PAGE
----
Postoperative delirium can lead to increased morbidity and mortality, and may even be a potentially life-threatening clinical syndrome. However, the neural mechanism underlying this condition has not been fully understood and there is little knowledge regarding potential preventive strategies. To date, investigation of transcranial direct current stimulation (tDCS) for the relief of symptoms caused by neuropsychiatric disorders and the enhancement of cognitive performance has led to promising results. In this study, we demonstrated that tDCS has a possible effect on the fast recovery from delirium in rats after microelectrode implant surgery, as demonstrated by postoperative behavior and neurophysiology compared with sham stimulation. This is the first study to describe the possible effects of tDCS for the fast recovery from delirium based on the study of both electroencephalography and behavioral changes. Postoperative rats showed decreased attention, which is the core symptom of delirium. However, anodal tDCS over the right frontal area immediately after surgery exhibited positive effects on acute attentional deficit. It was found that relative power of theta was lower in the tDCS group than in the sham group after surgery, suggesting that the decrease might be the underlying reason for the positive effects of tDCS. Connectivity analysis revealed that tDCS could modulate effective connectivity and synchronization of brain activity among different brain areas, including the frontal cortex, parietal cortex, and thalamus. It was concluded that anodal tDCS on the right frontal regions may have the potential to help patients recover quickly from delirium.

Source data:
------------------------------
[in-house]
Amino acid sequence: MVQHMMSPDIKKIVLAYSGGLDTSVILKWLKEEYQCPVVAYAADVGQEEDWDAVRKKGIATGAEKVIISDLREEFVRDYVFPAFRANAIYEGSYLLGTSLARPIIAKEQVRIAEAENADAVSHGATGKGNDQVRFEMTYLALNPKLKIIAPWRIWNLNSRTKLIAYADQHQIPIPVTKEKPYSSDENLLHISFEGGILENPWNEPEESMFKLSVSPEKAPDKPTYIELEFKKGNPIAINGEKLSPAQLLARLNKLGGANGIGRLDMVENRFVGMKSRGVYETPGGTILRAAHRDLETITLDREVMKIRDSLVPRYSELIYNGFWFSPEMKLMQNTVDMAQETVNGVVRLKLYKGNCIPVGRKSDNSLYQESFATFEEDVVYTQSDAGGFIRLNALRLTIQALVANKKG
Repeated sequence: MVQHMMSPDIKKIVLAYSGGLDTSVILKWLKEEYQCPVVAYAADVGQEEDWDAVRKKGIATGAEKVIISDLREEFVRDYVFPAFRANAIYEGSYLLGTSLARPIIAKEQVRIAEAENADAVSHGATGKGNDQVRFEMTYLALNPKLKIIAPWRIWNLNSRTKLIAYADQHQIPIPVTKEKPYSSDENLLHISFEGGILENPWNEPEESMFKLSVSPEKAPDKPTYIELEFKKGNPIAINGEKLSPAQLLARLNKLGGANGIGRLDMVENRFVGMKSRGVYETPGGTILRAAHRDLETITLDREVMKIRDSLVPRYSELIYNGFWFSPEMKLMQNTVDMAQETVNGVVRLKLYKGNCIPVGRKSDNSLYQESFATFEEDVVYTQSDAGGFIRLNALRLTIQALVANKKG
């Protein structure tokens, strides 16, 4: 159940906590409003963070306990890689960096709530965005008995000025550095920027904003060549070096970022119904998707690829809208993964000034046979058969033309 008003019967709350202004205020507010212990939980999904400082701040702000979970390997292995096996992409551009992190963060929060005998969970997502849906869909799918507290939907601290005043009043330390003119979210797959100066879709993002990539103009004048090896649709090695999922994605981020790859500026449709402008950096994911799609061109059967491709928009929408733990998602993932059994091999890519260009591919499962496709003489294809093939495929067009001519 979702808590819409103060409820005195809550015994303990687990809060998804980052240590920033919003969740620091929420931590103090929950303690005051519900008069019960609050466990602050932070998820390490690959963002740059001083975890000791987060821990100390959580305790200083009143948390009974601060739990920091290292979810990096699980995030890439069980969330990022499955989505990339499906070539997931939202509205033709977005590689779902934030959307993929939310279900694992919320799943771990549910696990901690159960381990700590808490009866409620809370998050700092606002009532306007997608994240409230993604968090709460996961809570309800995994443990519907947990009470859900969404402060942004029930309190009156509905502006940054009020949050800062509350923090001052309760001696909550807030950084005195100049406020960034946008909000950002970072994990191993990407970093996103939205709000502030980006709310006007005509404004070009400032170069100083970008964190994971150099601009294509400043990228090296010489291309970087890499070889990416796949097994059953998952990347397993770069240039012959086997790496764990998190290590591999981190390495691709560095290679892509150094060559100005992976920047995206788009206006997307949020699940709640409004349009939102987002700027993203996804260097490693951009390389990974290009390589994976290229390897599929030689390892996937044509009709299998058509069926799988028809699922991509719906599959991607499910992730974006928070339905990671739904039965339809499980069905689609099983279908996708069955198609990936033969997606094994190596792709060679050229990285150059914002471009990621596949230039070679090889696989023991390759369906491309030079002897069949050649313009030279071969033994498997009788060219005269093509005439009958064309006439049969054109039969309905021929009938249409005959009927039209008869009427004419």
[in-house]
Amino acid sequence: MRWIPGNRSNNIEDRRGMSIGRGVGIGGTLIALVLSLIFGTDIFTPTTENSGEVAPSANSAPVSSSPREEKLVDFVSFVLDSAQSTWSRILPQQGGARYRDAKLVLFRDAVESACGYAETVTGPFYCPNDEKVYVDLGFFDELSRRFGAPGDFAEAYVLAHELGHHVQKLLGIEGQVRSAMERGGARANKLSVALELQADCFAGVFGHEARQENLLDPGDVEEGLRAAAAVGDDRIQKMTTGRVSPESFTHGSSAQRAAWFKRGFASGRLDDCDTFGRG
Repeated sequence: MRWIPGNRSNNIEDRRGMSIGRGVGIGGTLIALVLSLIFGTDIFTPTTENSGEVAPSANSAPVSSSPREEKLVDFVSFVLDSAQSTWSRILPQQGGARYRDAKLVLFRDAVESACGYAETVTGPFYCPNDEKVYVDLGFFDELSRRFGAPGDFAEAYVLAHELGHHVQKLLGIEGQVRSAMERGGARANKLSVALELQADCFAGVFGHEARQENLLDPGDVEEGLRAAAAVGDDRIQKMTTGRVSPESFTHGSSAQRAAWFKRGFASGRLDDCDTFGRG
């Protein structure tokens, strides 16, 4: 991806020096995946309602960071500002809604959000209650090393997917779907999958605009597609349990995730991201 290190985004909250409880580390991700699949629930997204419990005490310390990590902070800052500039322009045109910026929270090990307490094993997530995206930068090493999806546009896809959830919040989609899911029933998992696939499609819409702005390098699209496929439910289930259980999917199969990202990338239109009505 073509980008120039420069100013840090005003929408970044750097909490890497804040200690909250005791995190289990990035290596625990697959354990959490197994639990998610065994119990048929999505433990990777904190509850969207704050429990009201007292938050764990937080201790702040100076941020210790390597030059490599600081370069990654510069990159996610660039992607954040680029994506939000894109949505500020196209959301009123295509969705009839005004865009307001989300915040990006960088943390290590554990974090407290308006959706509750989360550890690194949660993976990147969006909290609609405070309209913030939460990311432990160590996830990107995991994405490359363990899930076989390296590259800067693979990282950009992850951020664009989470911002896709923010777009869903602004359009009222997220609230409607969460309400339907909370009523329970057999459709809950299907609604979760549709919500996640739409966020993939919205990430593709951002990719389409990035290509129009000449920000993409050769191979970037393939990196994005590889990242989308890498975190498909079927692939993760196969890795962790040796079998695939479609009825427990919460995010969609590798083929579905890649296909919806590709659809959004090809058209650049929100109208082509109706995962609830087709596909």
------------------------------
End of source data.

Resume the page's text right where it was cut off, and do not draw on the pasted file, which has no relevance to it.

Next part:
|Journal||Frontiers in Psychiatry|
|Publication status||Published - 2019|
Bibliographical noteFunding Information:
This research was supported by a grant from the Korea Health Technology R&D Project through the Korea Health Industry Development Institute (KHIDI), funded by the Ministry of
Copyright © 2019 Oh, Ham, Cho, Park, Kim and Lee. This is an open-access article distributed under the terms of the Creative Commons Attribution License (CC BY). The use, distribution or reproduction in other forums is permitted, provided the original author(s) and the copyright owner(s) are credited and that the original publication in this journal is cited, in accordance with accepted academic practice. No use, distribution or reproduction is permitted which does not comply with these terms.
All Science Journal Classification (ASJC) codes
- Psychiatry and Mental health